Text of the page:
I am in the process of converting some VHS tapes to DVD for my brother and stumbled on some old footage from our track meets when we were younger. I think I was in first or second grade. What I realized was that the events I loved the most were actually the ones I was the worst at. I don’t know when, but at some point during my childhood, I stopped doing the sprints and jumps and focused on the throwing events. Most likely because I had success at the throwing events and usually placed near last on the other events. I feel like this is an attitude that is common in athletics, especially at young ages. We tend to lean towards sports that we are successful at, even if we enjoy other ones more. In my mind, this is a huge negative in how we develop our young athletes.
While I may not have been a track superstar, had I continued to pursue sprinting, it could have helped me develop some sort of athleticism at an earlier age and probably kept me from getting as heavy as I did as a young child. There are also mental effects that come with only choosing successful sports and events. As we come into adulthood, it can be scary to try new things. It took me years to finally attempt photography and videography, things I had been really interested in since high school. It was a fear of how I would be percieved.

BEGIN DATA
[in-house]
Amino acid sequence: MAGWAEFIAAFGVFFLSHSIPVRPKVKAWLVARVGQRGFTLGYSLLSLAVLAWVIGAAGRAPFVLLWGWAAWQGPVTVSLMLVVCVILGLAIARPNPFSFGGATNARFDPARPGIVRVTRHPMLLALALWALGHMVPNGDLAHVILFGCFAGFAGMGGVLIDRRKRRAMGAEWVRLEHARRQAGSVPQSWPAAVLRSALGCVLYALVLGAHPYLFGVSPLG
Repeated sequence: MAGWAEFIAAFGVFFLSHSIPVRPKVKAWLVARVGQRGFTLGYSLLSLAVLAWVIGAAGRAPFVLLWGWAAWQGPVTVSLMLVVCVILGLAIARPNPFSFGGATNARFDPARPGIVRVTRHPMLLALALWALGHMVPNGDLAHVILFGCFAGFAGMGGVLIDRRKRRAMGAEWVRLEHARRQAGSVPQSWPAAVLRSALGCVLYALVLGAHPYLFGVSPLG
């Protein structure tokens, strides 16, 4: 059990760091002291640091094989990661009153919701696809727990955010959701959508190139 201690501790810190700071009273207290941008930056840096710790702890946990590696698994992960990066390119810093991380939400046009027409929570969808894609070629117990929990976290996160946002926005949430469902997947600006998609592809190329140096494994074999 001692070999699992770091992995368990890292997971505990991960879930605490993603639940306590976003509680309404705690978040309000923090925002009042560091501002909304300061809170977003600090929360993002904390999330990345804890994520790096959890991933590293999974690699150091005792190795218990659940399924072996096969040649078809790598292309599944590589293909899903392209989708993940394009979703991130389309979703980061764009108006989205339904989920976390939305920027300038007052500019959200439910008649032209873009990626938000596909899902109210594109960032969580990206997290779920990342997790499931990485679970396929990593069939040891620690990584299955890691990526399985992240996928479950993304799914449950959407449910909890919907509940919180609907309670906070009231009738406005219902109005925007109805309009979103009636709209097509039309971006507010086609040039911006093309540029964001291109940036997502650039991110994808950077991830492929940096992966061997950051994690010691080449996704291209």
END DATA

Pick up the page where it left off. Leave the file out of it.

As I kept watching, I noticed myself getting slower and slower as the years went on (most likely due to the weight gain). I don’t think there were any outside influences that caused me to quit. Even in high school when my basketball coach encouraged me to become a sprinter to gain speed, it was the fear of losing and not being as good as the other kids that made me turn the offer down. How can we as coaches to young athletes encourage growth over success? Is this something that is fostered through childhood and ingrained in our athletes before we even get to coach them?
The competitive aspect of sports is a huge part of this. I go back and forth on how much and how soon winning should be celebrated. I think keeping score is an important part of understanding how the game is played, but it’s a fine line between encouraging competition and celebrating winning. At a young age, growth should be celebrated more than winning. The advancement of skills should be the victory.